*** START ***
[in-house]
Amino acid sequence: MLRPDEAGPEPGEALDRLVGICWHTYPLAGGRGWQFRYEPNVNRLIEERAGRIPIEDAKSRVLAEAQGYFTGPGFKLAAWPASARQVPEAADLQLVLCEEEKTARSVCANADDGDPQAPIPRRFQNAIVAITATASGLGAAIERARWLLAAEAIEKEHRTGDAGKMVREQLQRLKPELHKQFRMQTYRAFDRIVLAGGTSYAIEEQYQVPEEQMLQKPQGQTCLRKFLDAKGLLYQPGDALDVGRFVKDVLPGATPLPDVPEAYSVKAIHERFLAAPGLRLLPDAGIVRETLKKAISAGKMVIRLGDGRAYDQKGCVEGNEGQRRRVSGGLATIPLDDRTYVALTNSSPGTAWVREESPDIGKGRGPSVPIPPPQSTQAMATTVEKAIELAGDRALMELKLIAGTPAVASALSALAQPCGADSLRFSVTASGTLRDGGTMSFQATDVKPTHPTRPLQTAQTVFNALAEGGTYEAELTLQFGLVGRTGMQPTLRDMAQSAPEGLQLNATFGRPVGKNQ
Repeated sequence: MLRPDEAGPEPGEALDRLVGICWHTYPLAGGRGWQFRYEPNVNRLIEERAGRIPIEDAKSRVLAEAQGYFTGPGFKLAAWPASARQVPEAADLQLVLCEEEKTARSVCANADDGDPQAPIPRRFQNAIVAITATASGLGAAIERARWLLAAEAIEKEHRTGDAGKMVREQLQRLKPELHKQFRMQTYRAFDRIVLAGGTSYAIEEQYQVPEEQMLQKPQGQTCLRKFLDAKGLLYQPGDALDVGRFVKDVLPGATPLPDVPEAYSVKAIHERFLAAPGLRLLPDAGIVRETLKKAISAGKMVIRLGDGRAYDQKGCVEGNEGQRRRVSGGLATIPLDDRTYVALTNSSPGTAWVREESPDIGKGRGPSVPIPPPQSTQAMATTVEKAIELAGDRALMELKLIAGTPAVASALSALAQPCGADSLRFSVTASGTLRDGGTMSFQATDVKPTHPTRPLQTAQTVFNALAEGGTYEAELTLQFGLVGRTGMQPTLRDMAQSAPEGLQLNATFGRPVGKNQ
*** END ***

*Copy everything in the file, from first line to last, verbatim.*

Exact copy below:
[in-house]
Amino acid sequence: MLRPDEAGPEPGEALDRLVGICWHTYPLAGGRGWQFRYEPNVNRLIEERAGRIPIEDAKSRVLAEAQGYFTGPGFKLAAWPASARQVPEAADLQLVLCEEEKTARSVCANADDGDPQAPIPRRFQNAIVAITATASGLGAAIERARWLLAAEAIEKEHRTGDAGKMVREQLQRLKPELHKQFRMQTYRAFDRIVLAGGTSYAIEEQYQVPEEQMLQKPQGQTCLRKFLDAKGLLYQPGDALDVGRFVKDVLPGATPLPDVPEAYSVKAIHERFLAAPGLRLLPDAGIVRETLKKAISAGKMVIRLGDGRAYDQKGCVEGNEGQRRRVSGGLATIPLDDRTYVALTNSSPGTAWVREESPDIGKGRGPSVPIPPPQSTQAMATTVEKAIELAGDRALMELKLIAGTPAVASALSALAQPCGADSLRFSVTASGTLRDGGTMSFQATDVKPTHPTRPLQTAQTVFNALAEGGTYEAELTLQFGLVGRTGMQPTLRDMAQSAPEGLQLNATFGRPVGKNQ
Repeated sequence: MLRPDEAGPEPGEALDRLVGICWHTYPLAGGRGWQFRYEPNVNRLIEERAGRIPIEDAKSRVLAEAQGYFTGPGFKLAAWPASARQVPEAADLQLVLCEEEKTARSVCANADDGDPQAPIPRRFQNAIVAITATASGLGAAIERARWLLAAEAIEKEHRTGDAGKMVREQLQRLKPELHKQFRMQTYRAFDRIVLAGGTSYAIEEQYQVPEEQMLQKPQGQTCLRKFLDAKGLLYQPGDALDVGRFVKDVLPGATPLPDVPEAYSVKAIHERFLAAPGLRLLPDAGIVRETLKKAISAGKMVIRLGDGRAYDQKGCVEGNEGQRRRVSGGLATIPLDDRTYVALTNSSPGTAWVREESPDIGKGRGPSVPIPPPQSTQAMATTVEKAIELAGDRALMELKLIAGTPAVASALSALAQPCGADSLRFSVTASGTLRDGGTMSFQATDVKPTHPTRPLQTAQTVFNALAEGGTYEAELTLQFGLVGRTGMQPTLRDMAQSAPEGLQLNATFGRPVGKNQ